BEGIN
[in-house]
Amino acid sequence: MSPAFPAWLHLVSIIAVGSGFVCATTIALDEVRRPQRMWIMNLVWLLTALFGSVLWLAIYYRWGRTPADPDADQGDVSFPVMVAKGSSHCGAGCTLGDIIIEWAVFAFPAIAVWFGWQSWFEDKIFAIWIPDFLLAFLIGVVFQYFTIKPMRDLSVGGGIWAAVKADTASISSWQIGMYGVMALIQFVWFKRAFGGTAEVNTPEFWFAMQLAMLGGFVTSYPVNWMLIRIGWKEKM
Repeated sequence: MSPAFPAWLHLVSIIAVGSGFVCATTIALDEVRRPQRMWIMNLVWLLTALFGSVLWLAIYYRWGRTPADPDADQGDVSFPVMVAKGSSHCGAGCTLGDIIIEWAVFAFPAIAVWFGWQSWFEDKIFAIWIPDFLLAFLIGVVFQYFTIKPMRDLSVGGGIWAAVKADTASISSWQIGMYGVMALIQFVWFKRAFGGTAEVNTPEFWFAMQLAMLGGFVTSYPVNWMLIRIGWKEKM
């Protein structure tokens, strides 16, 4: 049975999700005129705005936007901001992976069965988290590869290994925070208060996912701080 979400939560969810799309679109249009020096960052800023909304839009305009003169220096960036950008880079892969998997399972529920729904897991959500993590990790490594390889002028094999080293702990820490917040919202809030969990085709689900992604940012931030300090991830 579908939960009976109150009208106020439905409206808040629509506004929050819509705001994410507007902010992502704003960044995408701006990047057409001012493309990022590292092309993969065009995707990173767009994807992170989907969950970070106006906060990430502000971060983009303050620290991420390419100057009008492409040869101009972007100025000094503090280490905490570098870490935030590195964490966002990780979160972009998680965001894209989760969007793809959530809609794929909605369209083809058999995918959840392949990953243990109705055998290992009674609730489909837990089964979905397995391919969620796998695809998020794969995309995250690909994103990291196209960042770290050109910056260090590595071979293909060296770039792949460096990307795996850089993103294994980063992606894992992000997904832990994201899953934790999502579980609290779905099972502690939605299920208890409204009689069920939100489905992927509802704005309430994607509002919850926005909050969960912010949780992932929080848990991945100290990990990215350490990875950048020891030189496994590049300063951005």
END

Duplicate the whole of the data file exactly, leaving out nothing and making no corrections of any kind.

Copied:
[in-house]
Amino acid sequence: MSPAFPAWLHLVSIIAVGSGFVCATTIALDEVRRPQRMWIMNLVWLLTALFGSVLWLAIYYRWGRTPADPDADQGDVSFPVMVAKGSSHCGAGCTLGDIIIEWAVFAFPAIAVWFGWQSWFEDKIFAIWIPDFLLAFLIGVVFQYFTIKPMRDLSVGGGIWAAVKADTASISSWQIGMYGVMALIQFVWFKRAFGGTAEVNTPEFWFAMQLAMLGGFVTSYPVNWMLIRIGWKEKM
Repeated sequence: MSPAFPAWLHLVSIIAVGSGFVCATTIALDEVRRPQRMWIMNLVWLLTALFGSVLWLAIYYRWGRTPADPDADQGDVSFPVMVAKGSSHCGAGCTLGDIIIEWAVFAFPAIAVWFGWQSWFEDKIFAIWIPDFLLAFLIGVVFQYFTIKPMRDLSVGGGIWAAVKADTASISSWQIGMYGVMALIQFVWFKRAFGGTAEVNTPEFWFAMQLAMLGGFVTSYPVNWMLIRIGWKEKM
């Protein structure tokens, strides 16, 4: 049975999700005129705005936007901001992976069965988290590869290994925070208060996912701080 979400939560969810799309679109249009020096960052800023909304839009305009003169220096960036950008880079892969998997399972529920729904897991959500993590990790490594390889002028094999080293702990820490917040919202809030969990085709689900992604940012931030300090991830 579908939960009976109150009208106020439905409206808040629509506004929050819509705001994410507007902010992502704003960044995408701006990047057409001012493309990022590292092309993969065009995707990173767009994807992170989907969950970070106006906060990430502000971060983009303050620290991420390419100057009008492409040869101009972007100025000094503090280490905490570098870490935030590195964490966002990780979160972009998680965001894209989760969007793809959530809609794929909605369209083809058999995918959840392949990953243990109705055998290992009674609730489909837990089964979905397995391919969620796998695809998020794969995309995250690909994103990291196209960042770290050109910056260090590595071979293909060296770039792949460096990307795996850089993103294994980063992606894992992000997904832990994201899953934790999502579980609290779905099972502690939605299920208890409204009689069920939100489905992927509802704005309430994607509002919850926005909050969960912010949780992932929080848990991945100290990990990215350490990875950048020891030189496994590049300063951005």